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Peter Grant

Peter Grant

Peter Grant, was one of the most influential managers in rock and roll. He was a manager for The Yardbirds, Led Zeppelin, and Bad Company, a record executive for Swan Song Records, and was responsible for improving pay and conditions for musicians in dealings with concert promoters.

Grant was born in the south London suburb of South Norwood, Surrey. He attended Charterhouse public school until leaving at the age of 13, when he became a sheet metal factory worker in Croydon. Grant however was soon attracted to the entertainment industry and became a stagehand for the Croydon Empire theatre until leaving in 1953. He worked briefly as an entertainment manager at a hotel in Jersey before working as a bouncer and doorman at London's famous 2 Is Coffee Bar, where many figures in the British music industry got their start such as Cliff Richard, Adam Faith, Tommy Steele, and others. He was spotted by a wrestler called Paul Lincoln, who gave Grant the opportunity to wrestle on television as Count Massimo. It kindled his enthusiasm for acting and Grant was hired by film studios as a bit part actor, stuntman, and body-double.

Between 1958 and 1963, Grant appeared on a number of movies including A Night to Remember (as a crew member on the Titanic), The Guns of Navarone (a British commando), Cleopatra (a palace guard), and television shows The Saint, Crackerjack, Dixon of Dock Green, and The Benny Hill Show. He was also Robert Morley's double on many of that actor's films. The money he made from these ventures was invested in his own entertainment transport business. As the acting roles dried up, Grant made more money taking groups such as The Shadows to gigs.

In 1963, Grant was hired by promoter Don Arden to act as tour manager for artists such as Bo Diddley, The Everly Brothers, Little Richard, Brian Hyland, Chuck Berry, Eddie Cochran, Gene Vincent, and The Animals. By 1964, Grant had started to manage his own acts including The Nashville Teens, The Flintstones, an all-girl group called She Trinity, The New Vaudeville Band and the early years of Jeff Beck and Terry Reid. His management was established in the same 155 Oxford Street office used by his friend Mickie Most, who previously used to work with Grant at the 2 Is Coffee Bar. Both Most and Grant set up the highly successful RAK Records label which produced a string of Number 1 hits throughout the 1970s.

It was in late 1966 that Simon Napier-Bell asked Grant to take over management of The Yardbirds, who were constantly touring yet struggling financially. Producer Mickie Most had suggested to Napier-Bell that his friend Peter Grant would be an asset to The Yardbirds, but as it eventuated, his arrival was too late to save the band. The experience however did give him ideas, which were put to good use later with Led Zeppelin. Grant's no-nonsense approach to promoters and persuasive presence was influential in The Yardbirds making money from its concerts for the first time. He also travelled closely with The Yardbirds ensuring that all costs were kept to a minimum, that members were also paid on time, and demanded publicity and artistic control by the band.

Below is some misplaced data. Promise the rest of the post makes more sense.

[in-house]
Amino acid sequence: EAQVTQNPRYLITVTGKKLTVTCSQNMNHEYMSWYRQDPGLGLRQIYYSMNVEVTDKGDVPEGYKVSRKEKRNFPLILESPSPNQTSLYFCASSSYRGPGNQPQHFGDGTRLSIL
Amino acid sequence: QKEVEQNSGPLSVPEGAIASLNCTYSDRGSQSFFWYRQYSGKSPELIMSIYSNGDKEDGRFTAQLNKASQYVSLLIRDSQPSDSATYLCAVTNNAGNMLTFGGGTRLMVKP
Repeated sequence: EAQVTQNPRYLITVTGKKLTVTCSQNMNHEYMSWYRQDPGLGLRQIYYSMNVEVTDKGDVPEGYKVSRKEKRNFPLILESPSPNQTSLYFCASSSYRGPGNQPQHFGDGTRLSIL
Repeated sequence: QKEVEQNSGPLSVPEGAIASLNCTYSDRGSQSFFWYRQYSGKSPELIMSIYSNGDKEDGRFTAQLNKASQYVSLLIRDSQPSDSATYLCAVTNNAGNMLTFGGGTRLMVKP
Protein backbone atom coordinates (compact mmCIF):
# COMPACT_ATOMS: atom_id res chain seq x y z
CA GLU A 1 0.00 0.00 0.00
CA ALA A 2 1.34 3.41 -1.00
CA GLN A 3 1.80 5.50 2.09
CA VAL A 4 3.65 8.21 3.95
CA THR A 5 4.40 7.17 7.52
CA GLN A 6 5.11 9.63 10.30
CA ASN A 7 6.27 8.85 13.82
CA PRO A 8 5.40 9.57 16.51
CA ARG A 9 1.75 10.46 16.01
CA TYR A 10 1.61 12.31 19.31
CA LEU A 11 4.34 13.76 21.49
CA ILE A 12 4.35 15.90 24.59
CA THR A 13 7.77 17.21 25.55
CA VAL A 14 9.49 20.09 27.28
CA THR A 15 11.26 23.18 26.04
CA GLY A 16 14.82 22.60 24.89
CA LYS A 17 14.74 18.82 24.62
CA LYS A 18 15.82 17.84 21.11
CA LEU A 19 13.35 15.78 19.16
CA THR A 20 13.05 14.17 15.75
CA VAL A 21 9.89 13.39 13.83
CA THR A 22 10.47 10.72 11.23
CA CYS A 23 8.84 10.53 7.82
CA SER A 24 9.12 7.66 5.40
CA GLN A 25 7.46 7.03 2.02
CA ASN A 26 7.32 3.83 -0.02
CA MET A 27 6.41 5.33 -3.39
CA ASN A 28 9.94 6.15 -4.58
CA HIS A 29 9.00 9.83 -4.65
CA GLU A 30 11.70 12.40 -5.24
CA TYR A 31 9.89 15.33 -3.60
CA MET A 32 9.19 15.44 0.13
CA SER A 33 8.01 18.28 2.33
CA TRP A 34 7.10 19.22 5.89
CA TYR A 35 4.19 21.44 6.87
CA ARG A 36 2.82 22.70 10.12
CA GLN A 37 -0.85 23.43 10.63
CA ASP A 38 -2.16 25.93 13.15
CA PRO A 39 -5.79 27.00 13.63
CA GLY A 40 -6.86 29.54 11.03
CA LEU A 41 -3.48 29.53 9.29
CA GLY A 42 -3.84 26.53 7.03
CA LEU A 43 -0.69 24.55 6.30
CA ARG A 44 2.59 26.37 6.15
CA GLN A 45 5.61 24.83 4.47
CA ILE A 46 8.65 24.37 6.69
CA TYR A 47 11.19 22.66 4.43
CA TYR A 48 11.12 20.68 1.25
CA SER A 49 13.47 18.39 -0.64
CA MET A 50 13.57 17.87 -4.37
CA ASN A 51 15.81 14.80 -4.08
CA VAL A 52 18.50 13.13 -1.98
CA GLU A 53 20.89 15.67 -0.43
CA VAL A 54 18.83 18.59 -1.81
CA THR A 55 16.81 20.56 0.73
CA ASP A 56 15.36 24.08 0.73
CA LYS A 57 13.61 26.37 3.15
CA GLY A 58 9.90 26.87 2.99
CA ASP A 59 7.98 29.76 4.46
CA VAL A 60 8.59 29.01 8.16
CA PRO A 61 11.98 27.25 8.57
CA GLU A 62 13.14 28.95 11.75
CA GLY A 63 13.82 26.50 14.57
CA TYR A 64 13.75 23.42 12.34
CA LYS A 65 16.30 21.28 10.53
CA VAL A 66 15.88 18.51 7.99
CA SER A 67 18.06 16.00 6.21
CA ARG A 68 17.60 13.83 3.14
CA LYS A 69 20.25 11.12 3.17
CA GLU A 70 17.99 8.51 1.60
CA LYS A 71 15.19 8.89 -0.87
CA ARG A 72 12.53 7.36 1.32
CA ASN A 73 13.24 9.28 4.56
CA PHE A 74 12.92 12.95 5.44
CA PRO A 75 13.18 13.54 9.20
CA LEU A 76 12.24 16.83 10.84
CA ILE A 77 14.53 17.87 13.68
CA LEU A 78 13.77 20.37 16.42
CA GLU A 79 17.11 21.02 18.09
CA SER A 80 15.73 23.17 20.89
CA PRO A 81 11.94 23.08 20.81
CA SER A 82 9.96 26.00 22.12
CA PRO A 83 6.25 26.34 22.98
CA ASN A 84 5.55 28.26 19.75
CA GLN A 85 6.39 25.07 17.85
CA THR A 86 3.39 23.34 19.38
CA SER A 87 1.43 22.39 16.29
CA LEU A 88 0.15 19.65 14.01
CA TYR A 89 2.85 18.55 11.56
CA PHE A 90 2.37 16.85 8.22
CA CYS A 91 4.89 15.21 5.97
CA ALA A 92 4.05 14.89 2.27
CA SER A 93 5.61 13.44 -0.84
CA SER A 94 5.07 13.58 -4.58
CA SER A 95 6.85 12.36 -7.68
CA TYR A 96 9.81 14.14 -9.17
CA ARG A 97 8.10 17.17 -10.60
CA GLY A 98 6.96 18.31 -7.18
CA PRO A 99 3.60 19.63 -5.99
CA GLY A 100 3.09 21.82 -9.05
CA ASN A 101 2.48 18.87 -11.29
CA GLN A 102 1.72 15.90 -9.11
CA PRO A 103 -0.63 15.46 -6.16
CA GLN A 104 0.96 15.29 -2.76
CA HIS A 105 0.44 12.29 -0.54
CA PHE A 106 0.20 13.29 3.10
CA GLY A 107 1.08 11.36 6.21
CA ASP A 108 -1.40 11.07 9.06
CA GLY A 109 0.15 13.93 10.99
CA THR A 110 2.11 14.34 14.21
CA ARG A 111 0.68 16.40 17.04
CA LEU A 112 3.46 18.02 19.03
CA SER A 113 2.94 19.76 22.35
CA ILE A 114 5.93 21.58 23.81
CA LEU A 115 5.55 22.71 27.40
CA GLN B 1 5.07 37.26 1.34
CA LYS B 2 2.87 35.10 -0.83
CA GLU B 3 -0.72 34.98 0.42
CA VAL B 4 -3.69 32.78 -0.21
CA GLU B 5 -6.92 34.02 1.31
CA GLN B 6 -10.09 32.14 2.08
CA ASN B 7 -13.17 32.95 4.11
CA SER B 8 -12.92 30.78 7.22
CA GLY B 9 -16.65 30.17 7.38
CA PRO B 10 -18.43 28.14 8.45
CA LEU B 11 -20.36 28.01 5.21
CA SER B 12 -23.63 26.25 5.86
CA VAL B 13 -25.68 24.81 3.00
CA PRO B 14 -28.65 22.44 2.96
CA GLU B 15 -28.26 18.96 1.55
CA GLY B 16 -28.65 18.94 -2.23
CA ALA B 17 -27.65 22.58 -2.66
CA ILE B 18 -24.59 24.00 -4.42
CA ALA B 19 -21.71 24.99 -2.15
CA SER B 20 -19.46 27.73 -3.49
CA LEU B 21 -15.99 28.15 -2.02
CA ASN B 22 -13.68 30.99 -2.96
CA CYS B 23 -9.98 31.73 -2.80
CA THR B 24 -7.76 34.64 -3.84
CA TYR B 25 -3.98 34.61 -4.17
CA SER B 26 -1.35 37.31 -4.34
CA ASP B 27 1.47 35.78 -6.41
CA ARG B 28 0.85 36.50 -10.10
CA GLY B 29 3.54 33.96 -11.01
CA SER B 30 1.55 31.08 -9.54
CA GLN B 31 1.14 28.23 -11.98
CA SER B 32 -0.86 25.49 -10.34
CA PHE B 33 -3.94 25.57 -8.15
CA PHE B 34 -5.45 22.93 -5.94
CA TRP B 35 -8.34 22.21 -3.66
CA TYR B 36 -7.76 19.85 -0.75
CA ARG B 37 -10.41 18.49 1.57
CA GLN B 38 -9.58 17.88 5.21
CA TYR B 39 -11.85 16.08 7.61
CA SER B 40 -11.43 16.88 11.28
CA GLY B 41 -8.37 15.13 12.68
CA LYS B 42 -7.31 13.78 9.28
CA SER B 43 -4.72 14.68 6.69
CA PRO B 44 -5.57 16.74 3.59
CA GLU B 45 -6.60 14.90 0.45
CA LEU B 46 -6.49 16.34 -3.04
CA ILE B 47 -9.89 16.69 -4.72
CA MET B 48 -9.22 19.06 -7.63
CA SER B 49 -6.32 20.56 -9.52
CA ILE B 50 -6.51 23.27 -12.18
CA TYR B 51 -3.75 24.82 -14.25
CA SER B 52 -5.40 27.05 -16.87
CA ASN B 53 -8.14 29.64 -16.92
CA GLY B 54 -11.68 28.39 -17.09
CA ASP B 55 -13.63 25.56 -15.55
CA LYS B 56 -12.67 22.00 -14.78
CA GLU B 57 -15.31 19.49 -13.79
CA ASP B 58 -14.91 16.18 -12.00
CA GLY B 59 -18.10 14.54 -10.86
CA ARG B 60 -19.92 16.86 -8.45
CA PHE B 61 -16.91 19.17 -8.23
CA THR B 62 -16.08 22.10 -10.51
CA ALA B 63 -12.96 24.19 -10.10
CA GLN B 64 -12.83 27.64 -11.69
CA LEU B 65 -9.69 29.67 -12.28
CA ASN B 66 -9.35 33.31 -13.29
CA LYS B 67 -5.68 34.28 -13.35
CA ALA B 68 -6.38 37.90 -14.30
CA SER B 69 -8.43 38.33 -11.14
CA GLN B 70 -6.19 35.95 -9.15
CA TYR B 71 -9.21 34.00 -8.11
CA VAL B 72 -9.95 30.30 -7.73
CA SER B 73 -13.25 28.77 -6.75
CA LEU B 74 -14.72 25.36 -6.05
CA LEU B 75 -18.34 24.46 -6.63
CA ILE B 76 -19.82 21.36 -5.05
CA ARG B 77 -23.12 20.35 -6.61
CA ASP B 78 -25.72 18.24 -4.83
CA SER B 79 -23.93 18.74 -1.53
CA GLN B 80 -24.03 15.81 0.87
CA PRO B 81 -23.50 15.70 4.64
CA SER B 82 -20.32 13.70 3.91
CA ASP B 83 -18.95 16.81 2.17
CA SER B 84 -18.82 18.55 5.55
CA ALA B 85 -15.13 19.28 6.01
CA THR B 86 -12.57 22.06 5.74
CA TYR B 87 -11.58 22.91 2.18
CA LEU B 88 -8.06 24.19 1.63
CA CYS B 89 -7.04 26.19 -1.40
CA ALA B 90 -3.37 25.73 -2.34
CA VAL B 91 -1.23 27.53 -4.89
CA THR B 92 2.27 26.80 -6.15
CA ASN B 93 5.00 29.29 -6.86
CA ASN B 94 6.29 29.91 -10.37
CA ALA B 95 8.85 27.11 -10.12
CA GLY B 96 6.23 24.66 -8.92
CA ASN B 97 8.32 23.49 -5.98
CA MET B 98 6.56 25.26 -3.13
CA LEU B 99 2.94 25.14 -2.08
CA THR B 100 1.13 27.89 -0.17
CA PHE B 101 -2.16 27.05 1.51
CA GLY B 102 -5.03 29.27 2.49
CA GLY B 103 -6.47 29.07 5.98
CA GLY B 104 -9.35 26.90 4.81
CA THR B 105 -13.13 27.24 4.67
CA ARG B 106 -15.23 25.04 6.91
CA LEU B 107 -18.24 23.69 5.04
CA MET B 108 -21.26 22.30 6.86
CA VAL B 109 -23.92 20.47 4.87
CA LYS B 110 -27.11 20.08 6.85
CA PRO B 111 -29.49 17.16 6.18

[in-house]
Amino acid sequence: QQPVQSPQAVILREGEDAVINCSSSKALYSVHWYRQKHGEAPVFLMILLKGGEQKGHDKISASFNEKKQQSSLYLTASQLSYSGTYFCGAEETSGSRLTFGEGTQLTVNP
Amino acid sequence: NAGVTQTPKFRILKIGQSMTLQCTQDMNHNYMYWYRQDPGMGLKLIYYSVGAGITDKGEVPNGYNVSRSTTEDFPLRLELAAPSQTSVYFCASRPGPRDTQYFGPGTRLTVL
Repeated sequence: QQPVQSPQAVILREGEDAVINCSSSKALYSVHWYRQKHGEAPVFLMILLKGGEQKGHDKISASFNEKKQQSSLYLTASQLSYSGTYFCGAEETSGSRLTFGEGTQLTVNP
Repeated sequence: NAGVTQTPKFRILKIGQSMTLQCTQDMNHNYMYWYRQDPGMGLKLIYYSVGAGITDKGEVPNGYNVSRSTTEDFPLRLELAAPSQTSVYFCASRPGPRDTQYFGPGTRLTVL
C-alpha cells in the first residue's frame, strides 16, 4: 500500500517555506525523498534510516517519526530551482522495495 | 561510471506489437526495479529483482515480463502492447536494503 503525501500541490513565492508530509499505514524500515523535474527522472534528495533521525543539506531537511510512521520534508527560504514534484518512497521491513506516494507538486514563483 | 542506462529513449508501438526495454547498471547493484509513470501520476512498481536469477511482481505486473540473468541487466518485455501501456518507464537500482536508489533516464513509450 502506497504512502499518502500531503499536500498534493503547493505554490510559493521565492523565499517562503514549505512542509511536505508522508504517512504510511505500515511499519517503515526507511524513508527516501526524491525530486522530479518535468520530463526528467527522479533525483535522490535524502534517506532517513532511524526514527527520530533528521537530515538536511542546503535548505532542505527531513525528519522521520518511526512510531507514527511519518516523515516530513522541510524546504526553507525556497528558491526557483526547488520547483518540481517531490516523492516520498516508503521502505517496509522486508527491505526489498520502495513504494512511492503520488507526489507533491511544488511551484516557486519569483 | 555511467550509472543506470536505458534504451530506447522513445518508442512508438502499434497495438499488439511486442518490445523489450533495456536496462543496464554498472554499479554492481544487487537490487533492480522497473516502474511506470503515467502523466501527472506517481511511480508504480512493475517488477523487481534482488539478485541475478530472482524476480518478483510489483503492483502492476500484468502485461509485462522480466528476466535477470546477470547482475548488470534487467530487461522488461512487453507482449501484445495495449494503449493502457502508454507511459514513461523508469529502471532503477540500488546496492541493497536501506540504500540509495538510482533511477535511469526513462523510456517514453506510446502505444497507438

Without Peter Grant, it would have been doubtful Led Zeppelin would have been as successful. He negotiated a sizable five year record contract with Atlantic Records and his business philosophy would eventually pay off for the label. Grant strongly believed that bands could make more money and have more artistic merit by producing albums rather than churning out singles. Live performances were more important than television appearances if you wanted to see Led Zeppelin you had to experience one of their performances. By promoting Led Zeppelin's concerts he ensured that ticket profits wound up in the hands of the band rather than in the hands of promoters and booking agents. Grant's famous dressing room scene in the film The Song Remains the Same where he demands an explanation from concert staff on the sale of illegal photos, was typical of his no-nonsense dealings with people who tried to profit at the band's expense.

Grant was also instrumental in setting up Led Zeppelin's publishing company Superhype, in 1969. In 1974, Grant was the driving force in establishing Swan Song Records which gave Led Zeppelin further financial and artistic control over its own products. He also managed Bad Company and Maggie Bell. In 1975, Grant turned down a lucrative offer to manage Queen. When Grant was once questioned on what was the single most important thing a manager could say, his response was know when to say no. In 1977, Grant was asked by Colonel Tom Parker to manage a proposed tour of Europe by Elvis Presley. Just as the negotiations had just begun, Elvis unfortunately passed away on August 16, 1977.

Marital problems and the death of drummer John Bonham took its toll on Grant's health and after the official breakup of Led Zeppelin he virtually retired from the music business. In 1992, he appeared in the film Carry On Columbus as a cardinal. On the afternoon of November 21, 1995 while driving to his home, Horselungs Manor in Sussex, he suffered a fatal heart attack. His son Warren was by his side. Grant was buried on December 4, 1995 at St. Peter and St. Paul's churchyard, Hellingly, Sussex.


Note: This profile was written in or before 2004.

Peter Grant Facts

OccupationActor, Producer
BirthdayApril 5, 1935
SignAries
BirthplaceLondon, England, United Kingdom
Date of deathNovember 21, 1995 (age 60)

Selected Filmography

Not available.